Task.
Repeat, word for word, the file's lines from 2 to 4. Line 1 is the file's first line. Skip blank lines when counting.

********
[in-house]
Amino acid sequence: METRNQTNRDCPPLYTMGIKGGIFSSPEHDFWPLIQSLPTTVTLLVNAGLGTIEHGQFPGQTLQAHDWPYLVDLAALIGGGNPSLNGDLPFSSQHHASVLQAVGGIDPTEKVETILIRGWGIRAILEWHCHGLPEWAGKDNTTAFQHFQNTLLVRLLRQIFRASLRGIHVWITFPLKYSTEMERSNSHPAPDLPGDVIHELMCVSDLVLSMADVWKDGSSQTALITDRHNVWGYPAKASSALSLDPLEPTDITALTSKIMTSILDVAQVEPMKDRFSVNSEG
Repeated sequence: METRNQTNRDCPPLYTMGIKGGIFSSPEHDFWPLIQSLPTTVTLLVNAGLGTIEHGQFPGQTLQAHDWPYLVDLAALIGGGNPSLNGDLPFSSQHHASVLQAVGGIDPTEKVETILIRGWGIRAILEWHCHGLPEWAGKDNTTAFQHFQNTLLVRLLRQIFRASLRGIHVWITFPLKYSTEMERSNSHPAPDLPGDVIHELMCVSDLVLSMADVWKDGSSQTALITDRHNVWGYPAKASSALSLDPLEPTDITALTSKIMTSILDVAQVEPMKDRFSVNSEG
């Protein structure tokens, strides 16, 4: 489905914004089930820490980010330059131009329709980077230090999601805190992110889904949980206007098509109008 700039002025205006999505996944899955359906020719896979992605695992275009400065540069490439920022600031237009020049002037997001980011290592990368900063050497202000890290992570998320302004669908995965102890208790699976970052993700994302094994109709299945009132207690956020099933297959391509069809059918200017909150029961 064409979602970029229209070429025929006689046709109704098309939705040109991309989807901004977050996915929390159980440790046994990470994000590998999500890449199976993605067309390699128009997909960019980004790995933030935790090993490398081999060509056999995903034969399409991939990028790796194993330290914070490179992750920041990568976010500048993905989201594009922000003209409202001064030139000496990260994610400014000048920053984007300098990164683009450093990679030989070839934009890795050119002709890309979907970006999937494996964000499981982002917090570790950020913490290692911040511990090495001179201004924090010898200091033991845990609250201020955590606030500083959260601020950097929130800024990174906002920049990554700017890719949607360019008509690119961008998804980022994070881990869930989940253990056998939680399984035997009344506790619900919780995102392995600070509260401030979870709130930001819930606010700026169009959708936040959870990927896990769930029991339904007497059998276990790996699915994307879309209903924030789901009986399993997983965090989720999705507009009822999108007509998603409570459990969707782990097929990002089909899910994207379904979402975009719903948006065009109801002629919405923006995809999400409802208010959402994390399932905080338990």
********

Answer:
Amino acid sequence: METRNQTNRDCPPLYTMGIKGGIFSSPEHDFWPLIQSLPTTVTLLVNAGLGTIEHGQFPGQTLQAHDWPYLVDLAALIGGGNPSLNGDLPFSSQHHASVLQAVGGIDPTEKVETILIRGWGIRAILEWHCHGLPEWAGKDNTTAFQHFQNTLLVRLLRQIFRASLRGIHVWITFPLKYSTEMERSNSHPAPDLPGDVIHELMCVSDLVLSMADVWKDGSSQTALITDRHNVWGYPAKASSALSLDPLEPTDITALTSKIMTSILDVAQVEPMKDRFSVNSEG
Repeated sequence: METRNQTNRDCPPLYTMGIKGGIFSSPEHDFWPLIQSLPTTVTLLVNAGLGTIEHGQFPGQTLQAHDWPYLVDLAALIGGGNPSLNGDLPFSSQHHASVLQAVGGIDPTEKVETILIRGWGIRAILEWHCHGLPEWAGKDNTTAFQHFQNTLLVRLLRQIFRASLRGIHVWITFPLKYSTEMERSNSHPAPDLPGDVIHELMCVSDLVLSMADVWKDGSSQTALITDRHNVWGYPAKASSALSLDPLEPTDITALTSKIMTSILDVAQVEPMKDRFSVNSEG
């Protein structure tokens, strides 16, 4: 489905914004089930820490980010330059131009329709980077230090999601805190992110889904949980206007098509109008 700039002025205006999505996944899955359906020719896979992605695992275009400065540069490439920022600031237009020049002037997001980011290592990368900063050497202000890290992570998320302004669908995965102890208790699976970052993700994302094994109709299945009132207690956020099933297959391509069809059918200017909150029961 064409979602970029229209070429025929006689046709109704098309939705040109991309989807901004977050996915929390159980440790046994990470994000590998999500890449199976993605067309390699128009997909960019980004790995933030935790090993490398081999060509056999995903034969399409991939990028790796194993330290914070490179992750920041990568976010500048993905989201594009922000003209409202001064030139000496990260994610400014000048920053984007300098990164683009450093990679030989070839934009890795050119002709890309979907970006999937494996964000499981982002917090570790950020913490290692911040511990090495001179201004924090010898200091033991845990609250201020955590606030500083959260601020950097929130800024990174906002920049990554700017890719949607360019008509690119961008998804980022994070881990869930989940253990056998939680399984035997009344506790619900919780995102392995600070509260401030979870709130930001819930606010700026169009959708936040959870990927896990769930029991339904007497059998276990790996699915994307879309209903924030789901009986399993997983965090989720999705507009009822999108007509998603409570459990969707782990097929990002089909899910994207379904979402975009719903948006065009109801002629919405923006995809999400409802208010959402994390399932905080338990």